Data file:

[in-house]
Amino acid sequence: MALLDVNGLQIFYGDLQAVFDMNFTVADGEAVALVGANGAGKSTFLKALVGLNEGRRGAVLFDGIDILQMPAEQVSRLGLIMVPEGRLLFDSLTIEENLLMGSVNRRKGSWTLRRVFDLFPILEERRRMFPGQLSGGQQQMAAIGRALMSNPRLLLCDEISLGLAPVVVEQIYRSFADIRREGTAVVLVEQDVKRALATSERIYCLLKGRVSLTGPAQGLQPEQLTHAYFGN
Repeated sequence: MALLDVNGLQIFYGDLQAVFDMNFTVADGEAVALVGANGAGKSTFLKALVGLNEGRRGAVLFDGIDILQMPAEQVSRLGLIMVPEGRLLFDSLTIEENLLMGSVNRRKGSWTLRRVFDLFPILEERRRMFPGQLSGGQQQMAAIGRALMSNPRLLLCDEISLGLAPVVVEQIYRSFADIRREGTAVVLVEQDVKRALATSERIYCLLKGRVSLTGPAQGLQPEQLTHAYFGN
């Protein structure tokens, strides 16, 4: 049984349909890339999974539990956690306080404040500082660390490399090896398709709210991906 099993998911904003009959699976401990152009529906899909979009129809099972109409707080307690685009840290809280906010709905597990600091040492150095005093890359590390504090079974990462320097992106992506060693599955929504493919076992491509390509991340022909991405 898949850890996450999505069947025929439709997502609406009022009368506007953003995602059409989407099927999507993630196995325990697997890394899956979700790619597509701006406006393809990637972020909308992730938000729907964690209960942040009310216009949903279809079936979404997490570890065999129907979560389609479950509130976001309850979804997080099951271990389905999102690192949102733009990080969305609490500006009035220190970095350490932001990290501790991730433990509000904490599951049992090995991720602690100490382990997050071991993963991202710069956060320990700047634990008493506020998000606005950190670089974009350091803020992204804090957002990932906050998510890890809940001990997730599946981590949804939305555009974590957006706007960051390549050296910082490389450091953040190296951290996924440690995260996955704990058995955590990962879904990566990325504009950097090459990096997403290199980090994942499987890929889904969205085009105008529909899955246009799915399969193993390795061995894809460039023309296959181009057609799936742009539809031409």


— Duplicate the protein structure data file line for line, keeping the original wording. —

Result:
[in-house]
Amino acid sequence: MALLDVNGLQIFYGDLQAVFDMNFTVADGEAVALVGANGAGKSTFLKALVGLNEGRRGAVLFDGIDILQMPAEQVSRLGLIMVPEGRLLFDSLTIEENLLMGSVNRRKGSWTLRRVFDLFPILEERRRMFPGQLSGGQQQMAAIGRALMSNPRLLLCDEISLGLAPVVVEQIYRSFADIRREGTAVVLVEQDVKRALATSERIYCLLKGRVSLTGPAQGLQPEQLTHAYFGN
Repeated sequence: MALLDVNGLQIFYGDLQAVFDMNFTVADGEAVALVGANGAGKSTFLKALVGLNEGRRGAVLFDGIDILQMPAEQVSRLGLIMVPEGRLLFDSLTIEENLLMGSVNRRKGSWTLRRVFDLFPILEERRRMFPGQLSGGQQQMAAIGRALMSNPRLLLCDEISLGLAPVVVEQIYRSFADIRREGTAVVLVEQDVKRALATSERIYCLLKGRVSLTGPAQGLQPEQLTHAYFGN
């Protein structure tokens, strides 16, 4: 049984349909890339999974539990956690306080404040500082660390490399090896398709709210991906 099993998911904003009959699976401990152009529906899909979009129809099972109409707080307690685009840290809280906010709905597990600091040492150095005093890359590390504090079974990462320097992106992506060693599955929504493919076992491509390509991340022909991405 898949850890996450999505069947025929439709997502609406009022009368506007953003995602059409989407099927999507993630196995325990697997890394899956979700790619597509701006406006393809990637972020909308992730938000729907964690209960942040009310216009949903279809079936979404997490570890065999129907979560389609479950509130976001309850979804997080099951271990389905999102690192949102733009990080969305609490500006009035220190970095350490932001990290501790991730433990509000904490599951049992090995991720602690100490382990997050071991993963991202710069956060320990700047634990008493506020998000606005950190670089974009350091803020992204804090957002990932906050998510890890809940001990997730599946981590949804939305555009974590957006706007960051390549050296910082490389450091953040190296951290996924440690995260996955704990058995955590990962879904990566990325504009950097090459990096997403290199980090994942499987890929889904969205085009105008529909899955246009799915399969193993390795061995894809460039023309296959181009057609799936742009539809031409």